Planning To Start Your 18 Year-Old Off Right

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WWatching your children leave home to start a career or attend college is a big step for you both. It is an emotional time, excitement for them, fear and anxiety for you. It is a major accomplishment for your child which should make you proud. However, when your kids leave home and face the world and their future it can cause anxiety and fear. Do some planning to calm those fears.

Whatever your feelings, when your children reach the age of 18, they are legal adults. So many of the areas of their life that you controlled or handled for them will be their legal responsibility. Therefore, something you would not think of as a top of the list for your new adult is estate planning, but it should be. This is because you no longer have automatic access to their financial and medical records. On the drive to the new apartment or dorm room, discuss the following documents and how important they are to you both.

1. Medical Power of Attorney
Medical power of attorney is an advanced medical directive that allows your child to authorize an agent, you or someone else, legal authority to make healthcare decisions on their behalf should they become incapacitated and cannot make these decisions for themselves. When a HIPAA release is included, you then can have access to your child’s medical records whereas without that release you do not have access to those records, parent or not. A medical power of attorney would allow the agent to make decisions about your child’s medical treatment should they become unconscious from an auto accident or go into a coma from an illness or accident.

If the above scenario happens without a medical power of attorney, you must petition the court to become their legal guardian. A parent is typically the court’s first choice, but you must go through the legal process and this can be slow.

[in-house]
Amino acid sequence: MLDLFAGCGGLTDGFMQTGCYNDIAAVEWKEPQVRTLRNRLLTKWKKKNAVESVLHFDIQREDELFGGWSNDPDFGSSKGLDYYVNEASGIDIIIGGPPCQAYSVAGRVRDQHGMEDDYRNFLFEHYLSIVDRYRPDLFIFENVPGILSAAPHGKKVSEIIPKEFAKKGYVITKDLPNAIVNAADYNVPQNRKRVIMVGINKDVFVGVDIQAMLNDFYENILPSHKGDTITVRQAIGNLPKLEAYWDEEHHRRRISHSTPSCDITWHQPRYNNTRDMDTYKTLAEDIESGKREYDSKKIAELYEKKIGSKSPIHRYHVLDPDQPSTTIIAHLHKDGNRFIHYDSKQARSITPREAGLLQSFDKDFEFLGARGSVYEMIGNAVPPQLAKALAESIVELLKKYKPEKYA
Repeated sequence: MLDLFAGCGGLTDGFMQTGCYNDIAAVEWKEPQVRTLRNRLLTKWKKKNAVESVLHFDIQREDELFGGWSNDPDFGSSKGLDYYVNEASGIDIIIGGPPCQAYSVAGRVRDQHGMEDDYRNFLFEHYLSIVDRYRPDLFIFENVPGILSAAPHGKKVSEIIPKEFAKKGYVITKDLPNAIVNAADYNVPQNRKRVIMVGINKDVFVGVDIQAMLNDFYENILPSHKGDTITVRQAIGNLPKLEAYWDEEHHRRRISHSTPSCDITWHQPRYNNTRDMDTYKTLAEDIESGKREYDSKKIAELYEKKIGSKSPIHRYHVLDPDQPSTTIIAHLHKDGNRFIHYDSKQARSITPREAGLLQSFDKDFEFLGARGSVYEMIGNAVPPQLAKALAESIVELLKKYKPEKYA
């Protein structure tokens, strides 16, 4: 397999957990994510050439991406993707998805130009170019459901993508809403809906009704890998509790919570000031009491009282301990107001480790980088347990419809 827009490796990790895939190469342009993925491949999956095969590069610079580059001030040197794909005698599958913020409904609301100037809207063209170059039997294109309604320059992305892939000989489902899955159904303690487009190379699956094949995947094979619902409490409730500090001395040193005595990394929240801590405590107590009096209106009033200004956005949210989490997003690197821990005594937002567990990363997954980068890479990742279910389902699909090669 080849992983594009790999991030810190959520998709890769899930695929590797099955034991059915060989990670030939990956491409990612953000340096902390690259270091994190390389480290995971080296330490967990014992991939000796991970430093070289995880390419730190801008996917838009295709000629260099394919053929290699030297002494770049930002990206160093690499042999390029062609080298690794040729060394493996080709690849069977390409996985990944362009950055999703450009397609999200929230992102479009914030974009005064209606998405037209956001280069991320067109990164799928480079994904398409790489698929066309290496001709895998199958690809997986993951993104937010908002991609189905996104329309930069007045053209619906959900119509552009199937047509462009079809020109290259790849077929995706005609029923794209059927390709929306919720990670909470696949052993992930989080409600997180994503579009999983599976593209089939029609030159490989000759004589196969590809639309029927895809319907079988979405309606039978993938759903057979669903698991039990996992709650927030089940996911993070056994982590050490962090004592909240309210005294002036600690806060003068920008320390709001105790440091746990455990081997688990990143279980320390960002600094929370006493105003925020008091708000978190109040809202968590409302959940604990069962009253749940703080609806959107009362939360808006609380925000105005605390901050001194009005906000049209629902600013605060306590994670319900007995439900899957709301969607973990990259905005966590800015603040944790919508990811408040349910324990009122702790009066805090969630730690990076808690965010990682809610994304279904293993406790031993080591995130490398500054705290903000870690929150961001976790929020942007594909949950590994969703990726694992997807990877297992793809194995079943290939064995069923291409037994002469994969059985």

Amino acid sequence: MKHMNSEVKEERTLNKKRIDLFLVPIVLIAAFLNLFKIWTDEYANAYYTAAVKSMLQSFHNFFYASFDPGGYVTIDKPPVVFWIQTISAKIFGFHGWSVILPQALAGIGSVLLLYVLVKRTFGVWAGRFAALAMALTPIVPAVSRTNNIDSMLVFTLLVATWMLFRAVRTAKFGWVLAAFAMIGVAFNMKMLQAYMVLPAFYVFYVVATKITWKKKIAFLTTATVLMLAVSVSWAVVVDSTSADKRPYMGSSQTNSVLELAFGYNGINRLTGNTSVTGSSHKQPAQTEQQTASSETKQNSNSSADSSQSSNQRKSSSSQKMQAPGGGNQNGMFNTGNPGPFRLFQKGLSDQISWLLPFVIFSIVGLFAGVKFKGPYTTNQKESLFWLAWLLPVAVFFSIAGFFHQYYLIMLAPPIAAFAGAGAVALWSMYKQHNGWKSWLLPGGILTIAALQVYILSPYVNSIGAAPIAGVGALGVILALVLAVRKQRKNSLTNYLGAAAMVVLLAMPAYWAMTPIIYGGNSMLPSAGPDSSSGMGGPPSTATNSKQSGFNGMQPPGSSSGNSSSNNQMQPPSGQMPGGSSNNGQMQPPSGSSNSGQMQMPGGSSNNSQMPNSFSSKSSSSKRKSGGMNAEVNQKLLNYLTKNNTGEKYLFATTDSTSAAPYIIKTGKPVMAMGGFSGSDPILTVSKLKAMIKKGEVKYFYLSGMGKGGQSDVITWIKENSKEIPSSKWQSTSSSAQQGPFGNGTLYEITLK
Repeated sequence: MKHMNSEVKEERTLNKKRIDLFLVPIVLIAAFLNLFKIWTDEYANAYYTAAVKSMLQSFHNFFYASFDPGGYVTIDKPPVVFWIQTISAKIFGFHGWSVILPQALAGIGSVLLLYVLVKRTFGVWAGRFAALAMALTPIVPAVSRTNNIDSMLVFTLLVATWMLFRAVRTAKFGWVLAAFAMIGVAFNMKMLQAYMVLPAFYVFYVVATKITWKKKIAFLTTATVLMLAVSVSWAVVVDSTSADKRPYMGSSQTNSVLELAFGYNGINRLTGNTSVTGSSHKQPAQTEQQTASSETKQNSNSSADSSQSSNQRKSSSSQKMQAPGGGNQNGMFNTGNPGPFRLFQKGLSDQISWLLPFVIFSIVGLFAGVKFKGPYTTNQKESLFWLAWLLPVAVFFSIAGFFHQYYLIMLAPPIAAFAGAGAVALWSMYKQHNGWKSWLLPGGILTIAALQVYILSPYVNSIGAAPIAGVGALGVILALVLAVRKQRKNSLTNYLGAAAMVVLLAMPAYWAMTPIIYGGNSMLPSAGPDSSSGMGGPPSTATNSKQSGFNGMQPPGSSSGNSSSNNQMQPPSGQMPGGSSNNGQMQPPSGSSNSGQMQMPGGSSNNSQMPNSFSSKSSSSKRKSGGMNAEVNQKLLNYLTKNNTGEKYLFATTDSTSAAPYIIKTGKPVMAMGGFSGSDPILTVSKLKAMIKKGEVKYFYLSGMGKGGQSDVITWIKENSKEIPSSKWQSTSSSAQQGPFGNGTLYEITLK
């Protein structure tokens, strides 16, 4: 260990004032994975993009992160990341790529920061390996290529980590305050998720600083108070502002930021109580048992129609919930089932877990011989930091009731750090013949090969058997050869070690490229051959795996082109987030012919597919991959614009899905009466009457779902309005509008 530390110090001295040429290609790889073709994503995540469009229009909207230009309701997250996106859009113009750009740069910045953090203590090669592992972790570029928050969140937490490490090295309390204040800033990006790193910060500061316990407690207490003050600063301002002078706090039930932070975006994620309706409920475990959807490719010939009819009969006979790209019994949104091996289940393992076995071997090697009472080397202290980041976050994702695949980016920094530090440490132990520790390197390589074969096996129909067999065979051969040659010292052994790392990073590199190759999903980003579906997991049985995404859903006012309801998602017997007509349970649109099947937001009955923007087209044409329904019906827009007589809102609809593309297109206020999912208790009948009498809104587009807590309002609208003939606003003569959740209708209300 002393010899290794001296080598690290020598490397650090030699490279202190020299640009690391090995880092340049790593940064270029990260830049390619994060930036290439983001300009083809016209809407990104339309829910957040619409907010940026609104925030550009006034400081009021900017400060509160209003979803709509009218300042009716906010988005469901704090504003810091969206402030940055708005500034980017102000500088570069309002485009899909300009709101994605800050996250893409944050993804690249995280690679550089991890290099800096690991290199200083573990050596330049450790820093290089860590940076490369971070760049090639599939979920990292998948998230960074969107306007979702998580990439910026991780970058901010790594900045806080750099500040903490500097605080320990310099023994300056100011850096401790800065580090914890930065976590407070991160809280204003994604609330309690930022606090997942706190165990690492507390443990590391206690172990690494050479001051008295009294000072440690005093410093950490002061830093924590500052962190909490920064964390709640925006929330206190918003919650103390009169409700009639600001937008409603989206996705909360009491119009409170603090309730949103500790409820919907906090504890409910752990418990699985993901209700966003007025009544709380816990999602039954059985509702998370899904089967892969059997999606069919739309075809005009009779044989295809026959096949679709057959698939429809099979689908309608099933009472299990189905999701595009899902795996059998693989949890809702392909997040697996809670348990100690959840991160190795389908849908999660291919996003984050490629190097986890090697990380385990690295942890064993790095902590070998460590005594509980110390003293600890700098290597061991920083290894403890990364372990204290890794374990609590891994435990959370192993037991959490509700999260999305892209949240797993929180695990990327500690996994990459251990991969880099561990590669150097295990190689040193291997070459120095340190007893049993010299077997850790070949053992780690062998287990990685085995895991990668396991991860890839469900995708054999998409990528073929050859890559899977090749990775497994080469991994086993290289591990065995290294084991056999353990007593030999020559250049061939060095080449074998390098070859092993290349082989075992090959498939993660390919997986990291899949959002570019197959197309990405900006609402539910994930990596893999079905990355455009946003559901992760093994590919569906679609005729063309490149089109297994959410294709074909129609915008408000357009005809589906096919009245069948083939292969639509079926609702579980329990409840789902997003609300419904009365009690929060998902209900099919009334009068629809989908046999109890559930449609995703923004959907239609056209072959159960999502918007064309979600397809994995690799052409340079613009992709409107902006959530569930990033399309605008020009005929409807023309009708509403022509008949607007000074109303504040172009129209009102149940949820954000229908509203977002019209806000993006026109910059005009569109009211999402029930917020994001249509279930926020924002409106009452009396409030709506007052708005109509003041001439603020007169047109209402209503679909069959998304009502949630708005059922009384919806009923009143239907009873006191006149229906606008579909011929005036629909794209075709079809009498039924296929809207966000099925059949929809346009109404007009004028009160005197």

2. Directive to Physicians & Family a.k.a Living Will

Like it or not, they are adults and may have strong views regarding their life and how they leave it in the event of a terminal illness or accident.

A living will provides specific directives about how your child wants medical decisions made on their behalf while they are incapacitated, specifically end of life decisions. The difference between the medical power of attorney and living will is the medical power of attorney is geared more toward someone serving as your child’s agent during a temporary illness or time of incapacity, not end of life decisions as the living will is used to state your child’s wishes.

For example, a Directive to Physicians and Family lets your child decide if they want life support removed, if they ever need it. This directive can include instructions on who can visit and how they should be fed, if they have dietary restrictions.

Like it or not, they are adults and may have strong views regarding their life and how they leave it in the event of a terminal illness or accident.

3. Durable Financial Power of Attorney
In the event of incapacity (or even convenience) your child can appoint you or someone they trust to help them manage their financial affairs if they become incapacitated. To have access to someone’s financial accounts your child must legally grant someone that authority to act on their behalf. In the event of incapacity, you may need to apply for Social Security benefits on your child’s behalf or access to their bank accounts. You cannot do these things without their legal authority to do so because they are now an adult. Without this document, you would have to petition the court for such authority.

Adulthood is an exciting and anxious time. Your 18 year-old must make decisions for themselves and you can no longer legally do it for them. Encourage your child to make sure that someone can act as their agent should something happen. You will then have some peace of mind that they can be quickly taken care of in the event of an unforeseen illness or accident.


Article contributed by Lasca Arnold Pendley
Law Office of Lasca A. Arnold, PLLC
926 E. Blanco Rd.
Boerne, TX 78006
www.lascaarnold.com

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